Timbuktu Abderrahmane Sissako (Mauritania / Fr 2014 ) Ibrahim Ahmed Viewed: Quad Cinema NYC USA; 2nd March 2015; Ticket:
Where to run….? Only to death.. ? ….and Allah?
Sissako’s ‘Timbuktu’ opens and closes with running shots. The film opens with a mute tracking shot of a gazelle fleeing through desert scrub from the Ansar Dine (Islamist fundamentalists) fighters who have taken control of the Timbuktu area. In the final shot Toya, the herders’ daughter who we have just seen orphaned by the Ansar Dine, runs gasping with despair towards the camera.
Neither the gazelle nor Toya have any future, both are quarry. The gazelle’s future we know: it will be run down until exhausted and then have its throat slit. Toya’s future is also certain. With no one to protect her she will be captured and either killed or forcibly married to a fighter, one of whom has been circling her mother even when her mother was protected by her father Kadir. When Kadir is killed by Ansar Dine, Toya’s life has ended,: it is difficult to see any future for her.
I think it is this notion of the future that constitutes the question that inspires Sissako’s film.
And it is a question that is put into relief by one extraordinary shot in the middle of the film. Viewed from a promontory we see a big wide view of the river. Kasim has just had a fight in the river with the fisherman and accidently shot him. The river is shallow and slow moving, not more than a meter deep. On the right hand side of frame we see the prone body of the fisherman. Whilst to his left, Kadim exhausted wades across to the left hand side river bank away from the dying man, who staggers up for a few paces before his final collapse. The river flows through the increasing gap between the two men, the alive and the dead. The river flows through the shot opening up space for us to think about the nature of the forces that we have seen unleashed in the early part of the film, and wondering how these forces will be respond to this event: a killing.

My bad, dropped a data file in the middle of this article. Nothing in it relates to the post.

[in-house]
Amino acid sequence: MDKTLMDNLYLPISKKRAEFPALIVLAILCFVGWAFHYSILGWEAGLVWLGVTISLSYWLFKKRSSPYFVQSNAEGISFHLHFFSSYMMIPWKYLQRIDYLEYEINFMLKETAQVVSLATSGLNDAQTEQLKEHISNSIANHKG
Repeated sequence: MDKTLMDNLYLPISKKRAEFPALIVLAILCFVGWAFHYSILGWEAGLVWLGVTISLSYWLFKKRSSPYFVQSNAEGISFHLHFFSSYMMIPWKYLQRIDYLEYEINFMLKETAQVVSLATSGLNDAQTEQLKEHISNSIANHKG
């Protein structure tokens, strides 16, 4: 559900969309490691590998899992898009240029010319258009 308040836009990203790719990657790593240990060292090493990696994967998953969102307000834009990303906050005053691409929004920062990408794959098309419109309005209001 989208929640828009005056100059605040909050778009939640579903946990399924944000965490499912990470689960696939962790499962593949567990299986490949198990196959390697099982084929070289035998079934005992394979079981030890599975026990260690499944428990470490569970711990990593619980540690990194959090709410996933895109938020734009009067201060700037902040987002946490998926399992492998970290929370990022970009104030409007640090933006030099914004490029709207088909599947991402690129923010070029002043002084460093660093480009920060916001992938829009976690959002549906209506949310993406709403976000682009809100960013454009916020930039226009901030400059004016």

I think this river shot is the key shot in the Timbuktu scenario. I think Sissako inserted as a key shot: the conjuction of the eternal and the flowing, the sometime terrifying vicissitudes of the everyday within which we have to live.
In ‘Timbuktu’ (the film) the people experience change in the very grain of their lives. But strangely enough not to the rhythm of life. The people are exemplified by the small family of herders, Kadim, Satima and Toya, about whom a significant section of the film revolves. They live under canvas with their small herd of cattle. Enriched with music that has become illicit their life, is rhythmic and honest. Sissako lets us see through them the intense beauty of beings integrated both with themselves and their environment. And almost from the first time we see them we know that they are doomed. Foredoomed by the merciless forces that have now entered their lives and will inevitably destroy them.
The people we see in ‘Timbuktu’ are only a small group but representative of the millions of people whose lives have been destroyed and smashed up by the emergence of a strain of ruthless intolerant fundamentalist Islam that has developed and advanced as a moral religious political and social force across huge swathes of the Middle East, Africa and Asia. ‘Timbuktu’ is an intimate portrayal of the forces at work in the particular context of Mali society and the dessert landscape which has formed and shaped human relations through many ages. But here as everywhere the question raised is what happens next? How will the living adopt and come to terms with life under a new and uncertain order. What resources are needed to go on living?
Sissako’s film is set in Timbuktu (but not shot in the town itself) and its surrounding countryside. The country landscape with its quality of the eternal, the townscape with its quality of an ancient and unchanging focus of life, are both subjected to brutal usurpation by alien forces. The town occupied, the countryside penetrated. The town people subject to an regime of intolerance imposed with religiously legitimised certainty and defined by extreme punishment. The country people where once they watched their animals the wind and the stars now watch out for the arrival of the new Masters the enforcers of the new order.